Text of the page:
Burma Army provokes fighting with Shan NCA signatory, shells civilian areas, displacing 2,000 in Mong Kung

Update by the Shan Human Rights Foundation
October 12, 2016

Burma Army provokes fighting with Shan NCA signatory, shells civilian areas, displacing 2,000 in Mong Kung

SHRF condemns the Burma Army’s provocation of fighting with the Restoration Council of Shan State/Shan State Army (RCSS/SSA) in Mong Kung, central Shan State, despite the RCSS/SSA signing the Nationwide Ceasefire Agreement. The fighting has involved shelling of civilian areas and displacement of about 2,000 villagers since the start of October 2016.

On October 1, about 40 Burma Army troops from IB 292, based in Nawng Wo, Lawksawk township, arrived without warning in the village of Pang Poi, about 25 miles north of Mong Kung town, and released 24 people being kept in the RCSS’s local detention centre for drug offenders. When RCSS troops based nearby came to intervene, fighting broke out from 4 to 7.30 pm.The next day, about 200 Burma Army troop reinforcements were sent in from the Na Boi army base in Laikha township, leading to further clashes with RCSS near Koong Sar village, about one mile northeast of Pang Poi. Two Burma Army helicopters also flew over the area. This caused over 700 villagers from Pang Poi (including 15 pregnant women), as well as about 200 villagers from the nearby villages of Nar Loi, Wan Mong, Hoi Jik  and Koong Sar to flee to seek shelter in temples in Tong Lao, about 1 ½ miles east of Pang Poi. About 1,000 Tong Lao residents also went to sleep at the temples at night as they were afraid that fighting would spread to their village.
Villagers sheltering at temple in Tong Lao
Villagers made to walk between Burma Army soldiers to prevent attack

On October 3, the IB 292 troops retreated from Pang Poi village, escorting the 24 detainees and two warders to the LIB 505 base in Namlan, about 20 miles north. The Burma Army troops then fired mortar shells at Pang Poi village, damaging housing and vehicles.  The detainees, including six women, were made to walk between the Burma Army troops, apparently as human shields to prevent RCSS attacks.

On October 4, about 180 more Burma Army troops were brought in from Mong Pai (on the Shan-Karenni State border) to Tong Lao, making many of the villagers too afraid to return home.

On October 7, the detainees were all released. However, the two civilian warders of the detention centre — Sai Kyaw Lu, age 18, and Sai Aung Myint, age 40  — are still being detained at the LIB 505 base in Namlan. On October 9, the Pang Poi headman, the Tong Lao headman, an SNLD MP from Hsipaw, and the Namlan administrative chairman went to request the release of the two warders from Namlan IB 243 base. However the commander said he could not release the two men without the permission of the regional commander. The families of the two men are extremely worried about what will happen to them.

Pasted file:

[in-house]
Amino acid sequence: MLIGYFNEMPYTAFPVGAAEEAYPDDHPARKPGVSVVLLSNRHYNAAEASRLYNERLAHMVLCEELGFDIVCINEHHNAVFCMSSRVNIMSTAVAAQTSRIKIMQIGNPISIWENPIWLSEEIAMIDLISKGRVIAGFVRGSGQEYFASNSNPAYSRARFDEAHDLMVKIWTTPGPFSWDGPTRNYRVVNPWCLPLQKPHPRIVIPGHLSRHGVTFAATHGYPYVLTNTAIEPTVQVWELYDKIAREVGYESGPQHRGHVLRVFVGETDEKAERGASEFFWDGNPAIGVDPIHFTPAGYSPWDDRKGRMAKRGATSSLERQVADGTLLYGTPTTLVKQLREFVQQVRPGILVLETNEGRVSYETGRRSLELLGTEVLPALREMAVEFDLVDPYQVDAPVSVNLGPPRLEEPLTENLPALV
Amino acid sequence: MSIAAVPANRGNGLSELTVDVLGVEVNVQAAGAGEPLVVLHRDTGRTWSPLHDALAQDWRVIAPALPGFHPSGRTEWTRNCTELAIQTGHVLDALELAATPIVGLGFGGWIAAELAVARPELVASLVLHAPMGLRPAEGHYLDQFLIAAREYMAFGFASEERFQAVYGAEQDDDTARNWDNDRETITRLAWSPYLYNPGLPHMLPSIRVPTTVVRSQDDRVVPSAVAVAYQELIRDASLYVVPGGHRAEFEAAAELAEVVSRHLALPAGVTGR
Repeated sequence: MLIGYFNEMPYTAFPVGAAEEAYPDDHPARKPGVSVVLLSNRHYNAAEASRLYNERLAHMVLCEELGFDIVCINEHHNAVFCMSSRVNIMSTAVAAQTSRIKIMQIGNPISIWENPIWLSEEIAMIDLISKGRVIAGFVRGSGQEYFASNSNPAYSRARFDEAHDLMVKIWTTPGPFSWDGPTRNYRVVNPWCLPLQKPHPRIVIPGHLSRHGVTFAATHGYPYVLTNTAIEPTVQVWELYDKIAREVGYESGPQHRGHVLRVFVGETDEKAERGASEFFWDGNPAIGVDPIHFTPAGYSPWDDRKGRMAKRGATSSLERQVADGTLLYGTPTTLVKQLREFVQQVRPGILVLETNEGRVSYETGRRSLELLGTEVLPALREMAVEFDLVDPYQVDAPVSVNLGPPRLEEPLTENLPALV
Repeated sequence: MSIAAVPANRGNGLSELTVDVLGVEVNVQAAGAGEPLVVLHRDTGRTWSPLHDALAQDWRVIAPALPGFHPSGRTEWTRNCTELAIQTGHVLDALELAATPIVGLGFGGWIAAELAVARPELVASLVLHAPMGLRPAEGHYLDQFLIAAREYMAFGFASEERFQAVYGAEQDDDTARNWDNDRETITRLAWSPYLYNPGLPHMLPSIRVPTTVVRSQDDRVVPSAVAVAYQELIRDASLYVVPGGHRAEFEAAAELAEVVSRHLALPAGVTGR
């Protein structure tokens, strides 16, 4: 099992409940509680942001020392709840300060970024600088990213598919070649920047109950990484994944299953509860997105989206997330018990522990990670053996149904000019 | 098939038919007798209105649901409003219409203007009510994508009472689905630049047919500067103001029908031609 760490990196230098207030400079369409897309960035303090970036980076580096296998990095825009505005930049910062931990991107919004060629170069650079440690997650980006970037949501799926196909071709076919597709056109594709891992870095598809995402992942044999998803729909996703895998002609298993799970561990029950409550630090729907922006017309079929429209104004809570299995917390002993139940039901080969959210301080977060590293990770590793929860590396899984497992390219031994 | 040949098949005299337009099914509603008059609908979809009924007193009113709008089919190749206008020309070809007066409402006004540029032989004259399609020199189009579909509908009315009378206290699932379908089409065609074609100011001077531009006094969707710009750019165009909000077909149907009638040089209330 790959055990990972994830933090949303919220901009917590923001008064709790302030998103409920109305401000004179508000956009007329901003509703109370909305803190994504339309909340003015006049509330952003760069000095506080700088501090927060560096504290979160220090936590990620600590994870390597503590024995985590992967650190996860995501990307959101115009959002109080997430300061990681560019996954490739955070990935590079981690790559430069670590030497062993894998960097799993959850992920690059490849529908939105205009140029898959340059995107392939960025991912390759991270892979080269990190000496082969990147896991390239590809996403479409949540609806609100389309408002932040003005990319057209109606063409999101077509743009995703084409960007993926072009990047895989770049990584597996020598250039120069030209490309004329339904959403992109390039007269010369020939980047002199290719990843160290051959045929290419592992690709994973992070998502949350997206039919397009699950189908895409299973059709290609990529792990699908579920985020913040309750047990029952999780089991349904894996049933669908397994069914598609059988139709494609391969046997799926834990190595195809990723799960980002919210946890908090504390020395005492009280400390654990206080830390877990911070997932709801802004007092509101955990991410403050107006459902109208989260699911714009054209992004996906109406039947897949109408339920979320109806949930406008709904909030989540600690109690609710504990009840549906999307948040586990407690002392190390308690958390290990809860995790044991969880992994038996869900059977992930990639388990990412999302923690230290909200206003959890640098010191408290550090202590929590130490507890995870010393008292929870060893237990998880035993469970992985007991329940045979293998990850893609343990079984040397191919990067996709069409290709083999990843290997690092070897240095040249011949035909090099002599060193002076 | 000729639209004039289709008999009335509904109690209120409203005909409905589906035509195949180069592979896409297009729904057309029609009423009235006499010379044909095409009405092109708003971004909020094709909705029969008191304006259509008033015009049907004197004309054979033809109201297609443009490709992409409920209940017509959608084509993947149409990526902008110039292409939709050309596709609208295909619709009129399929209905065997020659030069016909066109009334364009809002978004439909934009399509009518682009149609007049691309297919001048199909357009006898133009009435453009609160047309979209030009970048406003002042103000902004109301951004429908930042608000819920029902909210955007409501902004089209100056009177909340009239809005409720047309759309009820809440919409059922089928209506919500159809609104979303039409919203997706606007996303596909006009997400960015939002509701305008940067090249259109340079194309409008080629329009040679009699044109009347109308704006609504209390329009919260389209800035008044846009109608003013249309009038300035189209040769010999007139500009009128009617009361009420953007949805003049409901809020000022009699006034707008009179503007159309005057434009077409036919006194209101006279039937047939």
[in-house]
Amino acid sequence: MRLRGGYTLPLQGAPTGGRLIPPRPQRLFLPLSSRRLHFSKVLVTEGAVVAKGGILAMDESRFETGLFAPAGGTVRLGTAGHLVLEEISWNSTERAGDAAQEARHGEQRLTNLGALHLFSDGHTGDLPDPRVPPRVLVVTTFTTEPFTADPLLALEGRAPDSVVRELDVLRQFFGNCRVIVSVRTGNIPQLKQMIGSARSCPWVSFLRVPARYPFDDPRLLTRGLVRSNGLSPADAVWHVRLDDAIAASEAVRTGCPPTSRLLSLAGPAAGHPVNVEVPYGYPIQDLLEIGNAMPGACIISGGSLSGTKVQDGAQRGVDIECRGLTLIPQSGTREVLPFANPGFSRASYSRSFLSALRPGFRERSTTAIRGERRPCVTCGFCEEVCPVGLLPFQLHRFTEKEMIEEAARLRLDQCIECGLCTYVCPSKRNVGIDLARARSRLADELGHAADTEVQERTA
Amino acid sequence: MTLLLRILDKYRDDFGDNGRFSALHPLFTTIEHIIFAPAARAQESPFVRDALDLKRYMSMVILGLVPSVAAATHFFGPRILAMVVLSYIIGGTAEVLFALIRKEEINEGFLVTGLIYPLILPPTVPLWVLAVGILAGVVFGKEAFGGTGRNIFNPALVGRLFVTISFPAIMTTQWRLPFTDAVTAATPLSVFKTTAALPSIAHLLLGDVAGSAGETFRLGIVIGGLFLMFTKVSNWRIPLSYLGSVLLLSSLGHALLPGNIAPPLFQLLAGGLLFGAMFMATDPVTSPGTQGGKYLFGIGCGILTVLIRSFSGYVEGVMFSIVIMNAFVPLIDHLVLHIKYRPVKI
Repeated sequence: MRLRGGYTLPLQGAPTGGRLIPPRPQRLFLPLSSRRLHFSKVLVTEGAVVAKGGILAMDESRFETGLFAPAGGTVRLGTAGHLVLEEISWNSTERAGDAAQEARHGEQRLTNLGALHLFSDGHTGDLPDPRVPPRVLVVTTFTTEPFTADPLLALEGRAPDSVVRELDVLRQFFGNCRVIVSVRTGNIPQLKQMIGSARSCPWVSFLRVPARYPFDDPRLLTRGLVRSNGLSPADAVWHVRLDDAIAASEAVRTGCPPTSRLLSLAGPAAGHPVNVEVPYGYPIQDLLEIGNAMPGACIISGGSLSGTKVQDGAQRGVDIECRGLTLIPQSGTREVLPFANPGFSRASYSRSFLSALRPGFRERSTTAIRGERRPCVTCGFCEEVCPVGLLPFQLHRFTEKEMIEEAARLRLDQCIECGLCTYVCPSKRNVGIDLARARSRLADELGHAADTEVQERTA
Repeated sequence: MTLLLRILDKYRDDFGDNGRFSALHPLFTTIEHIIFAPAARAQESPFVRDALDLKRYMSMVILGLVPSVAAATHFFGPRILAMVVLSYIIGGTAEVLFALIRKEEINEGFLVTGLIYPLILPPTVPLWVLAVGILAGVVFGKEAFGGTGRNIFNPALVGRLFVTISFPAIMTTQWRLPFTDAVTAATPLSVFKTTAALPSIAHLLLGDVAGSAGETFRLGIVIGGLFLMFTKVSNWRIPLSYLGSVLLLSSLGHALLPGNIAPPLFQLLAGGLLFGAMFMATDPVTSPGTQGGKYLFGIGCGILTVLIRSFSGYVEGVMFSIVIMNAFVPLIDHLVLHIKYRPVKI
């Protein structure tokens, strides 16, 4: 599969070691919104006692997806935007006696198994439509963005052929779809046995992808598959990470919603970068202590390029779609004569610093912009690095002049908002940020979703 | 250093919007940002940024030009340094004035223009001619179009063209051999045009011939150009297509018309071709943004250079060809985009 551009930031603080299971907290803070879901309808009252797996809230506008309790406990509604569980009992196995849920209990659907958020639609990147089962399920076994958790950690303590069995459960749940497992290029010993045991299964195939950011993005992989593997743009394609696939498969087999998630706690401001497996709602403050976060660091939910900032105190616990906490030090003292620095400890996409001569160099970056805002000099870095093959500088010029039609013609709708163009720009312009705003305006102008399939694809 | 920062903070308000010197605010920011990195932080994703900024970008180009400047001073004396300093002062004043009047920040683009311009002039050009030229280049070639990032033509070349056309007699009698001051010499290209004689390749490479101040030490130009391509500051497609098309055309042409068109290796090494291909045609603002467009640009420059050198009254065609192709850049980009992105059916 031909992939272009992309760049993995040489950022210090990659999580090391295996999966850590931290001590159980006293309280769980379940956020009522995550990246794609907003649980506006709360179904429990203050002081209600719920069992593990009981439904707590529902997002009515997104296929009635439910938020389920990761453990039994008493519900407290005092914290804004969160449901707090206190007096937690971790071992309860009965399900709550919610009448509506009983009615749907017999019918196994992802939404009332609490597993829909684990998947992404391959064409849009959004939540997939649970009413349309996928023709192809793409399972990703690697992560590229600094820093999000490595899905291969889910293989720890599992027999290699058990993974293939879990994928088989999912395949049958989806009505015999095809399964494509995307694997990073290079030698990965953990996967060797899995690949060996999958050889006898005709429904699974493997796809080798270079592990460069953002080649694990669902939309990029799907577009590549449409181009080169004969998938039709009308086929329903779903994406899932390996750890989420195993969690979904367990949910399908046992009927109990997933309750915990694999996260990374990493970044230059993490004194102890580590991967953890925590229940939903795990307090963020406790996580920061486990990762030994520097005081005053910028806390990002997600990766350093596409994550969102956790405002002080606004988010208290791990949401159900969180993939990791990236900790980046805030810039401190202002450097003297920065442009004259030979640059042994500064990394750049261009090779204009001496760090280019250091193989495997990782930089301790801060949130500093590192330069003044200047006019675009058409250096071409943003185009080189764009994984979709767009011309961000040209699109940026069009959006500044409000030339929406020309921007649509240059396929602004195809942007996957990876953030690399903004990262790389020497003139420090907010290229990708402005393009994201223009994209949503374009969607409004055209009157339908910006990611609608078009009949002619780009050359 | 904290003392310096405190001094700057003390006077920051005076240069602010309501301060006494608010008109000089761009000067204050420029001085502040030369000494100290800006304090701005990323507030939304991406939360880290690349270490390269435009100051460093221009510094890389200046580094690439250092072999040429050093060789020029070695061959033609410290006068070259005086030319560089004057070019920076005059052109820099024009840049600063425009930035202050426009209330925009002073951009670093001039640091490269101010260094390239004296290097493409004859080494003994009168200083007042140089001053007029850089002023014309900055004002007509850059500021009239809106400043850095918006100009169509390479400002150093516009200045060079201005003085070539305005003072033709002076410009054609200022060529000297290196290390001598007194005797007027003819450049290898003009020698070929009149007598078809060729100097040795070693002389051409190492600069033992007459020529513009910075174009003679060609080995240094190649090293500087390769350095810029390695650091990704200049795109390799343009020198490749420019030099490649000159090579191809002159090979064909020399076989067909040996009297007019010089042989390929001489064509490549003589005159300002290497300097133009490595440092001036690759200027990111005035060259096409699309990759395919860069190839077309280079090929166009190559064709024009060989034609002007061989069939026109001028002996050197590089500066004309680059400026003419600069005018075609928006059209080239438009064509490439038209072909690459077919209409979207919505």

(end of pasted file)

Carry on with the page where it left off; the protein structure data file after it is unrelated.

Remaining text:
SHRF calls for the immediate release of the two warders, who have committed no crime and who were serving their community in running the detention centre, and calls on the Burma Army to stop provoking fighting, withdraw its troops from this area and allow the displaced villagers to return home safely.

Background of the Pang Poi drug detention centre

The detention centre in Pang Poi was set up by RCSS at the request of the local community, who were concerned at the increasing availability of drugs and high rates of drug addiction in the Mong Kung and Namlan areas. Methamphetamine (“ya ba”) pills are cheap and easily available, meaning that even  children as young as 10 years old are taking them. The cost of a methamphetamine pill is only 150 kyat (about USD 0.12).  Adult drug dealers and users have been detained at the centre for 5-6 months.

The list of those who were detained at the Pang Poi centre on October 1 is below. On 9 June 2016, Tun Tun Win, the 21-year-old son of the Burma Army IB 292 commander, had been arrested at an RCSS gate for carrying about 20 methamphetamine pills and placed in the detention centre. However, he had broken out of the centre on September 22, 2016. This appears to have been a reason why the IB 292 commander authorized the raid on the detention centre on October 1, 2016.

No. Name Age Address
1 Ai Sai 35 Namlan, South Quarter
2 U Law Ka 47 Namlan, South Quarter
3 Nang Oo 43 Namlan, Ju Daw Quarter
4 Daw Hla Khin 53 Namlan, Factory Quarter
5 Sai Nyunt 47 Man Li tract, Ko Hark village
6 Poe Sar 47 Man Li tract, Ko Hark village
7 Sai Maung 43 Man Li village
8 Nang Horm 50 Man Li village
9 Daw Aye Larn 29 Man Li village
10 Nang Li 30 Man Li Village
11 Daw Aye Larn 30 Man Li village
12 Sai Larn 28 Wan Jing tract, Nam Saung Ku village
13 Lon Sanda 50 Wan Jing tract, Koong Sar village
14 Hla Shwe 21 Mong Khur tract, Man Pang village
15 Ai Sai 50 Mong Kung Township, quarter 4
16 Lon Nyo 51 Mong Kung Township, Ho Khai village
17 Sai Mong 23 Mong Kung township, Quarter 3
18 Sai Naung 34 Mong Kung township, Kie Oo village
19 Ai Pu Jin 36 Mong Kung township, Pang Ke Tu tract, Nam Mark Kin Village
20 Ai Aw 44 Mong Kung Township, Pang Ke Tu tract, Wan Ku village
21 Ai Lu 18 Tong Lao Tract, Lu Kan village
22 U San Saw 51 Mong Kung township, Pang Kart village
23 Myint Win 19 Naung Khio Township, Naung Long tract, Tharsi village
24 Sai Lin 31 Lawk Sawk township, In Daw tract, Nam Ku village


List of IDPs in Tong Lao (October 11, 2106)

The numbers of displaced villagers sheltering in Tong Lao on October 11, 2016, was as follows:

Village of origin Age under 5 Age 5-17 Age 18-49 Age above 50 Total
Male / Female Male / Female Male / Female Male / Female
Pang Poi 63 / 76 70 / 63 183 / 196 50 / 67 768
Koong Sar 13 / 12 36 / 47 53 / 75 16 / 21 273



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